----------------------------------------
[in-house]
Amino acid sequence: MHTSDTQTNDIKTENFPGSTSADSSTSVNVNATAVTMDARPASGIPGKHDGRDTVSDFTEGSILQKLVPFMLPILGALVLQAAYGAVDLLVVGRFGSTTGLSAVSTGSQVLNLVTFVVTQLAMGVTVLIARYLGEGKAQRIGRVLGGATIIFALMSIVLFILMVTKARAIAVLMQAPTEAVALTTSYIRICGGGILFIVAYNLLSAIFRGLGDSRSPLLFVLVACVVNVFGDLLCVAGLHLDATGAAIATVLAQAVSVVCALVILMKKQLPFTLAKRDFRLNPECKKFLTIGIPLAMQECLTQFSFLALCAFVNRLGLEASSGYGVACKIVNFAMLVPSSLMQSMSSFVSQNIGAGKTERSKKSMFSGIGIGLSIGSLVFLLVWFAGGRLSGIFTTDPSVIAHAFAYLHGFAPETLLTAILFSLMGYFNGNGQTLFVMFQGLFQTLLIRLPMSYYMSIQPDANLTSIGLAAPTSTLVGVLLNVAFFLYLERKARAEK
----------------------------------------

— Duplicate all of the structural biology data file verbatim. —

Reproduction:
[in-house]
Amino acid sequence: MHTSDTQTNDIKTENFPGSTSADSSTSVNVNATAVTMDARPASGIPGKHDGRDTVSDFTEGSILQKLVPFMLPILGALVLQAAYGAVDLLVVGRFGSTTGLSAVSTGSQVLNLVTFVVTQLAMGVTVLIARYLGEGKAQRIGRVLGGATIIFALMSIVLFILMVTKARAIAVLMQAPTEAVALTTSYIRICGGGILFIVAYNLLSAIFRGLGDSRSPLLFVLVACVVNVFGDLLCVAGLHLDATGAAIATVLAQAVSVVCALVILMKKQLPFTLAKRDFRLNPECKKFLTIGIPLAMQECLTQFSFLALCAFVNRLGLEASSGYGVACKIVNFAMLVPSSLMQSMSSFVSQNIGAGKTERSKKSMFSGIGIGLSIGSLVFLLVWFAGGRLSGIFTTDPSVIAHAFAYLHGFAPETLLTAILFSLMGYFNGNGQTLFVMFQGLFQTLLIRLPMSYYMSIQPDANLTSIGLAAPTSTLVGVLLNVAFFLYLERKARAEK